8.0

Dr. Dog: Live at a Flamingo Hotel Review

Music Reviews Dr. Dog
Share Tweet Submit Pin
Dr. Dog: <i>Live at a Flamingo Hotel</i> Review

With the right timing, a band’s first live album can be both a reward and a point of discovery.

Formed in Philadelphia in 1999, Dr. Dog’s ascent has been nothing if not steady, the decade since the band’s Park the Van debut Easy Beat claiming fans one by one, mostly through hearsay surrounding the live show.

As each pass around the country reliably packed larger and larger-still rooms, the band began connecting with home-recorded albums—off-kilter, lo-fi, yet packed with quirky personality and magnetic pop hooks.

So after seven albums, Dr. Dog’s first live record arrives, giving fans a memento of the band’s electrifying show and newbies 19 songs recorded at peak performance. Live at a Flamingo Hotel is a thoroughly impressive display of versatile rock ‘n’ roll showmanship, impeccable vocal harmonies and that thrilling edge of a band that got up and truly nailed everything that night.

Sequenced as a show, Live at a Flamingo Hotel finds Dr. Dog shifting between six different albums, though 12 of the 19 songs come from the band’s three releases for Anti- Records, Shame, Shame (2010), Be the Void (2012) and B-Room(2013).

Toby Leaman and Scott McMicken swap lead vocals almost song by song, but what’s more evident here than on studio recordings is just how much strength Dr. Dog draws from the back-up and harmony vocals on every song.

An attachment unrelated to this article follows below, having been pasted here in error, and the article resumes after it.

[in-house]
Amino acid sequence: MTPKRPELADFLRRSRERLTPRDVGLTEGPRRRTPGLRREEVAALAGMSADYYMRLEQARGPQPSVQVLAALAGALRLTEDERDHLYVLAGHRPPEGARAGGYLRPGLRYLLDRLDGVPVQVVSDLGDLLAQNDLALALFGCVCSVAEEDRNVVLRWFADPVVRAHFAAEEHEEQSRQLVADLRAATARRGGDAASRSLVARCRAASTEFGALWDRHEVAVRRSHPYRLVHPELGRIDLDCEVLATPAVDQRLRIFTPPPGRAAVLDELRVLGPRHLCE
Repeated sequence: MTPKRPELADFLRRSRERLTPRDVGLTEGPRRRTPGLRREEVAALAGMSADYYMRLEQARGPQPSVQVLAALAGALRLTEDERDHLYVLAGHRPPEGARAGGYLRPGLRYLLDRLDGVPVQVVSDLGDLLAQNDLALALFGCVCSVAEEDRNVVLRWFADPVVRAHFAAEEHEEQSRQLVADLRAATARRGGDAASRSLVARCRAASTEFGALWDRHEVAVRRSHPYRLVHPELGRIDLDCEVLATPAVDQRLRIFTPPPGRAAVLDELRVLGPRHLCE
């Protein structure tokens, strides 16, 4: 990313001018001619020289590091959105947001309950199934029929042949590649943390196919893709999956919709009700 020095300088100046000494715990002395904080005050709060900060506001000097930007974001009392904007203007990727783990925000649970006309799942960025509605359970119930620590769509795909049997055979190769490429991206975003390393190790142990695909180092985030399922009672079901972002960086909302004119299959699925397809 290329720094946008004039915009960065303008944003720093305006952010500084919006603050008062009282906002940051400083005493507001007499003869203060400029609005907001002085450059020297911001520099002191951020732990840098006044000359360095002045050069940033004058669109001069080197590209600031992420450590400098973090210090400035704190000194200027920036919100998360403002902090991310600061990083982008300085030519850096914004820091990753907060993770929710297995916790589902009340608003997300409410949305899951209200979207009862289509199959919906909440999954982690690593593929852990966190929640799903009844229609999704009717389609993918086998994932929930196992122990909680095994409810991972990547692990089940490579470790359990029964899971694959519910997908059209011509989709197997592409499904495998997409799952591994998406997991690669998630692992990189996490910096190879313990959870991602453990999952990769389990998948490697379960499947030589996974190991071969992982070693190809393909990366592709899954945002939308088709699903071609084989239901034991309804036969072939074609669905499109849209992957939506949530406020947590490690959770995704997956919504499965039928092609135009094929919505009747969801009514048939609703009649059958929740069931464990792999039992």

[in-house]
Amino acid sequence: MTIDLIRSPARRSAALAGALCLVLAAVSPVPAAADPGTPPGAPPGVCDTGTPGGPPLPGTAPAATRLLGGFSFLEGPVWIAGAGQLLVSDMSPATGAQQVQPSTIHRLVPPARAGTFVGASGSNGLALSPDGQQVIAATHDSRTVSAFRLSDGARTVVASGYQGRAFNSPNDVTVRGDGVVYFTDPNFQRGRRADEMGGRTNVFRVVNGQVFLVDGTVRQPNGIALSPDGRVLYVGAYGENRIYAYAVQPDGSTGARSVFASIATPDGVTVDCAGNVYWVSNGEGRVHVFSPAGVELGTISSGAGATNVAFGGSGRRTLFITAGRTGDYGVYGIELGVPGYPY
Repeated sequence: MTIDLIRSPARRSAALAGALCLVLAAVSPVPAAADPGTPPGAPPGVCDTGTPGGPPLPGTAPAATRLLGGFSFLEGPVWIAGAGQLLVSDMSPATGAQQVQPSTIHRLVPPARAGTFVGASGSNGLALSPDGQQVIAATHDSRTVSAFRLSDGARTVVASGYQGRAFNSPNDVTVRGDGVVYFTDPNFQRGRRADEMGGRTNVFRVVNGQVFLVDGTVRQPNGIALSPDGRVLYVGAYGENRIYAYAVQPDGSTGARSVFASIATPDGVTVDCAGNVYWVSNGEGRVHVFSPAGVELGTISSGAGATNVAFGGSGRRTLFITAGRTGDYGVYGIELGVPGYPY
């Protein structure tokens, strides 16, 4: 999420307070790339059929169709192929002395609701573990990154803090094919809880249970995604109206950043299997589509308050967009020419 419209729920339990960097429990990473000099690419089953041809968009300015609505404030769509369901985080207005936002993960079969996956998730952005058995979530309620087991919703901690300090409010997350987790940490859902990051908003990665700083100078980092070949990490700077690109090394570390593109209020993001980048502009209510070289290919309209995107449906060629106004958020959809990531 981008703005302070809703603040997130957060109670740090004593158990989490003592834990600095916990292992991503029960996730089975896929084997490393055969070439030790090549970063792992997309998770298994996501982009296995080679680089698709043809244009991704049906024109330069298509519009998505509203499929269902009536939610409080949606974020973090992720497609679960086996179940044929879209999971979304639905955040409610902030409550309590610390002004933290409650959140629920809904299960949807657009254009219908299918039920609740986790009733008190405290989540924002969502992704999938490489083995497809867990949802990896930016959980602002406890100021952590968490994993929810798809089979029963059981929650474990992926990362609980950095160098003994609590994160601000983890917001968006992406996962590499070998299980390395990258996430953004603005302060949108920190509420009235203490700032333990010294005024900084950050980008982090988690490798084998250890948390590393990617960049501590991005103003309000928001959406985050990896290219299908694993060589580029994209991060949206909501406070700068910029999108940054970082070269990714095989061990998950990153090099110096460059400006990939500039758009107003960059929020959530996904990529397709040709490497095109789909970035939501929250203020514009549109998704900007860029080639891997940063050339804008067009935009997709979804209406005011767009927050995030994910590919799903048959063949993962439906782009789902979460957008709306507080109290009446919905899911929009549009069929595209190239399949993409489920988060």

The “show” kicks off with Leaman’s “These Days” and McMicken’s “That Old Black Hole” and immediately it’s clear that Live at a Flamingo Hotel captures the band’s easy-going excitability, psychedelic leanings and weird undercurrents better than any of Dr. Dog’s studio albums.

Next up is the non-album track “Heart It Races,” an Architecture in Helsinki cover that Dr. Dog has given a characteristically joyous transformation into a live fan favorite.

From there, the band slides into the moody portion of the set—leading with an extra spooky version of “The Beach,” then onto B-Room for the soulful “The Truth” and the gospel-tinged “Too Weak To Ramble.”

The curveball of the album comes on “Say Ahhh,” reaching back to Dr. Dog’s self-released 2002 debut Toothbrush. Revisiting the original is a trip—not only does this new keyboard-heavy bit of slinky rock sound vastly different, but it’s hard to imagine that fledgling band finding the trajectory that it did.

The strongest crowd sing-along portion of the record comes with the deceptively uplifting “Jackie Wants a Black Eye,” a “lonely together” ballad that looks for strength in shared misery. A standout from Shame, Shame, the song is an easy vehicle for understanding the pull of Dr. Dog: honest, unconventional yet relatable songwriting, pushed along by a warm and buoyant melody, perfect for whether you’re madly in love, madly insane, or can’t tell either way.

Two We All Belong cuts—“Worst Trip” and “Ain’t It Strange”—get updated with fuller sounding versions, showing a bit of the evolution of Dr. Dog’s own strange trip into becoming rock ‘n’ roll heavyweights on the stage.

Another crowd favorite—“Shadow People”—forms the emotional peak of Live at a Flamingo Hotel. Blossoming from an acoustic guitar to the full-spectrum Dr. Dog sound, it’s a celebration of those nights when going against the grain somehow goes just right. “The right night for the wrong company,” indeed.

For those who have witnessed the joyousness of a Dr. Dog set—especially since the release of B-Room in late 2013—this is an impeccably recorded stand-in for that experience. Like Wilco’s Kicking Television and My Morning Jacket’s Okonokos, Live at a Flamingo Hotel is an indie-rock live album that reaches back to the great standard-bearers of classic rock live albums.

Live at a Flamingo Hotel is a pristine concert documentary, brimming with the energy, charm and consummately great sound of all those Dr. Dog shows that have hooked so many new fans over the years.

ShareTweetSubmitPinMore
Recently in Music